As is my usual custom, I hit the 2 for $5 on flip flops at Old Navy and am smack in the middle of the acclimating process. That slightly painful period of time when you have a perpetual bruising sensation going on between your big toe and it's neighbor (would you call that your pointer toe, since it's hand counterpart is called the pointer finger?) and you dread putting on the flops but can't stomach the idea of having your feet all encased inside leather or tennis shoes.
Or maybe that's just me. I dunno.
Either way, it's not what I sat down to write about. Not by a long shot.
Nope, I am here to unabashedly brag about my ah-mazing children. My children who want to go to Costa Rica to visit family friends who are there as missionaries. Joshua and I support this, but our budget isn't so supportive. We told the children that we were totally on board and that we would help them earn their way to Costa Rica any way we could.
Which is how I found myself at our local Farmer's Market at 7AM this morning. Me, my two oldest children, and a vast array of homemade breads, muffins, and cookies.
It all started a few months ago when the family sat down to dinner and discussed in depth the pros, cons, and the commitment we would be making as a family. Joshua and I laid out the details and left it in the hands of Sarah Grace and Thomas to choose if they were up to the task. They mulled it over for a couple of days and I sent in the application. I explained to them that we might not be accepted into the market, but that proved to be a moot point. We were accepted.
Honestly, the first week couldn't have been worse timing, but that just goes to show that the devil is really and truly mucking around in the details. The girls and I went to Montgomery Monday and returned Tuesday evening. We spent Wednesday recovering and trying to gear up for the end of our week.
Only the resting happened. Which is to say that I did no house work on Monday, Tuesday, or Wednesday. So we didn't exactly have things set up to our advantage concerning the state of our living quarters.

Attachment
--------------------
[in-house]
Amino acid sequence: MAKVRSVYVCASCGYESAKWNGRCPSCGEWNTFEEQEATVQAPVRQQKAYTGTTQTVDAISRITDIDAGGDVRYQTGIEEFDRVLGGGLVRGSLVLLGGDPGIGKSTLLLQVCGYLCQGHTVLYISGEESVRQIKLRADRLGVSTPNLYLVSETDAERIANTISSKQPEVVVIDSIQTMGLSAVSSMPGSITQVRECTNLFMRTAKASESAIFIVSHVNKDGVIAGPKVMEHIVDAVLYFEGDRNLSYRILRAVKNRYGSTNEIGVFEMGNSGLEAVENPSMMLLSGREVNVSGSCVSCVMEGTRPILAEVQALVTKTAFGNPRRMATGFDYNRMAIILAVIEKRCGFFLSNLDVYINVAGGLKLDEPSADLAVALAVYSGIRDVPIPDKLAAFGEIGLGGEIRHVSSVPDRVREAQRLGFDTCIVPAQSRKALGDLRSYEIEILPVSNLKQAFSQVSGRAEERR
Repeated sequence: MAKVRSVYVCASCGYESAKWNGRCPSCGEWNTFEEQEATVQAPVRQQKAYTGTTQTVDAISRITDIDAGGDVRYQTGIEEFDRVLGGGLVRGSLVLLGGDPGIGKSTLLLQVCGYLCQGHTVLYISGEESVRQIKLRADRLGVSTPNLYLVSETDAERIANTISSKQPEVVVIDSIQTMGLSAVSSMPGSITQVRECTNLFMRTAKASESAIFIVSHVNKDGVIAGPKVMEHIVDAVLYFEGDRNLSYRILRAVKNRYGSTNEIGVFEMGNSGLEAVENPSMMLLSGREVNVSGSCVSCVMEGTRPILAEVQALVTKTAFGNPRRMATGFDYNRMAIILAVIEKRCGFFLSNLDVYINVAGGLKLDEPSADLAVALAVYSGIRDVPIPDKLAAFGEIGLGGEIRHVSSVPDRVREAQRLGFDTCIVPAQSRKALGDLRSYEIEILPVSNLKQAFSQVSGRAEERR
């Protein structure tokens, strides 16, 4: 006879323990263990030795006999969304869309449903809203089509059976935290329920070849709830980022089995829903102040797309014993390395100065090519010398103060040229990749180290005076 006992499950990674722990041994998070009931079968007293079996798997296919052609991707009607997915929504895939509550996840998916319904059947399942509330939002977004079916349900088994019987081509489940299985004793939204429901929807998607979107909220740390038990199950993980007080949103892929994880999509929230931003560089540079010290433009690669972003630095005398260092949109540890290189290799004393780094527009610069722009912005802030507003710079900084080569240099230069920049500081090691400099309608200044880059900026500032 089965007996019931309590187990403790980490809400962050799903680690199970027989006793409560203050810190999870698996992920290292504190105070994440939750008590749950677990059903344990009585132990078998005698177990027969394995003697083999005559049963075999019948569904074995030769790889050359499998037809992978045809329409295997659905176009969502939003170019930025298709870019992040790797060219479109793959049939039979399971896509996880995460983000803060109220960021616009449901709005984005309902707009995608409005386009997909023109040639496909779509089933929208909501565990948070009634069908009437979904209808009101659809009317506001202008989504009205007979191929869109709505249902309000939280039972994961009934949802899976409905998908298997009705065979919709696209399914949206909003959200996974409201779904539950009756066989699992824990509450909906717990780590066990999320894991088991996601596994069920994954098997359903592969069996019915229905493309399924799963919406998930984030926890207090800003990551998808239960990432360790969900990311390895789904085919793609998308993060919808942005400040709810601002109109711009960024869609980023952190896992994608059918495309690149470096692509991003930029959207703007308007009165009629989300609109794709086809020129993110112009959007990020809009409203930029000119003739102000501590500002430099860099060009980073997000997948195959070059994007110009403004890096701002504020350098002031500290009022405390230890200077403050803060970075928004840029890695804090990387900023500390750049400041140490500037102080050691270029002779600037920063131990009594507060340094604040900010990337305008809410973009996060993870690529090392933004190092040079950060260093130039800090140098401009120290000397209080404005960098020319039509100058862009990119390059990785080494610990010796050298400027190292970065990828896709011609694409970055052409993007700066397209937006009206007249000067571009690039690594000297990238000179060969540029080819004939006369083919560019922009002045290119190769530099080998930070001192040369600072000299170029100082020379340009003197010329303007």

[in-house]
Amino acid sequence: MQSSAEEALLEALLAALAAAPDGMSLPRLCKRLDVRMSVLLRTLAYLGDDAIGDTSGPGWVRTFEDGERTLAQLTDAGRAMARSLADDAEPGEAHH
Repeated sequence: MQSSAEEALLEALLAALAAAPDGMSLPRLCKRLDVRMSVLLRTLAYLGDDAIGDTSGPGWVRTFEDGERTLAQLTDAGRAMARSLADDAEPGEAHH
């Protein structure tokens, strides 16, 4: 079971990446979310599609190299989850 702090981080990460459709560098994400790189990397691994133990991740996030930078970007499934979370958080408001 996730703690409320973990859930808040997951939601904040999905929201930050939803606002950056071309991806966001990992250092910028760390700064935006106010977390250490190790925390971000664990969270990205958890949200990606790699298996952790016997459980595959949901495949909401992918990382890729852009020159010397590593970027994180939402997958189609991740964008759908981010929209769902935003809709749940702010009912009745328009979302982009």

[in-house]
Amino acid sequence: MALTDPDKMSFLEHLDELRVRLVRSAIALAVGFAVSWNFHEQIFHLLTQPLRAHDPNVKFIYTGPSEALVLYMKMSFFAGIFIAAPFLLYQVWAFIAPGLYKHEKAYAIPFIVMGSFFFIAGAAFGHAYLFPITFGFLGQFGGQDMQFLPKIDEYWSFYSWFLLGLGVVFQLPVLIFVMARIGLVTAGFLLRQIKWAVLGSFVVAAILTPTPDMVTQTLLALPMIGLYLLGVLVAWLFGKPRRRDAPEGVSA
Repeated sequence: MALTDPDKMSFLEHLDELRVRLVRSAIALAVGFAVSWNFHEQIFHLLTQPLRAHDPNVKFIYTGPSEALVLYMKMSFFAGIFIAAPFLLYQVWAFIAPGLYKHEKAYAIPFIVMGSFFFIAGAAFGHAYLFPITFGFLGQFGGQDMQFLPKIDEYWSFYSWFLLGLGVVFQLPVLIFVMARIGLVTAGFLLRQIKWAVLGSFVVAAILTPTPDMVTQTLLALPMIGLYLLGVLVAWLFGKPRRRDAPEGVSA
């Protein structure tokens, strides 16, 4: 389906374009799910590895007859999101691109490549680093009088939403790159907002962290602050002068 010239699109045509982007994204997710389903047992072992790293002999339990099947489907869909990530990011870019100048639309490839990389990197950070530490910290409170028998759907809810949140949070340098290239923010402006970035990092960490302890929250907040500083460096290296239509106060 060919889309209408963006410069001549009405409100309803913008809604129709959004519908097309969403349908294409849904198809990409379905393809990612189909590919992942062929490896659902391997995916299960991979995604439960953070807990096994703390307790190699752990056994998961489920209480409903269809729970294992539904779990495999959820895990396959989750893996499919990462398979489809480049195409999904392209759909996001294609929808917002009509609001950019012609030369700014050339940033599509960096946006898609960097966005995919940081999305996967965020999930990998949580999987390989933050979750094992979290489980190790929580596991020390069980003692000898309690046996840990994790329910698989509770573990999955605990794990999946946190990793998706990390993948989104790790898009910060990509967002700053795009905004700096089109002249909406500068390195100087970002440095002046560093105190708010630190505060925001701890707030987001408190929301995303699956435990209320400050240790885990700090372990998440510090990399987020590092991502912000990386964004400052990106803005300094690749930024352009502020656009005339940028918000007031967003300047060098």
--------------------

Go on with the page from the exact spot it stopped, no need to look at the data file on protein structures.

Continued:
Thursday, we started our first batch of bread at 8am and shut down just after 6pm. We'd made cookies, muffins, and a lot of bread.
I was thankful for the countless extra amounts of patience and grace the Lord poured over me all day long as my children wreaked havoc on my kitchen. My OCD kicked in several times. I'd walk over to my happy little essential oil box and breath in 'Serenity' and I'd be ready for the next round of flying flour.
Then the kids cooked spaghetti for dinner and the angels sang. I was wiped out after a day of supervising in the kitchen.
|Elbow deep in flour, sugar, and yeast!|
Friday, we repeated the madness. Only we still had bread rising when the kids were shipped off to bed. It was then that I realized that nothing was priced, packed, labeled, or any kind of signage made up. I was busy until 11:30.
I woke up minutes before my alarm clock this morning and willed my blurry vision to focus. My body was tired after spending two full days standing on the hard tile floor of our kitchen and keeping myself from booting my two messy little bakers out.
I knew that we had a day ahead of us and all I could do was lay there and beg the Lord to help me put one foot in front of the other. I wasn't unwilling, I was just nervous. I desperately wanted my children to succeed. They had worked so hard and were so sweet and so excited!
Finally, I rolled out of the bed, dragged some clothes on and brushed at my teeth. I grabbed my shoes and walked out of the bedroom, ready to wake Thomas and Sarah Grace.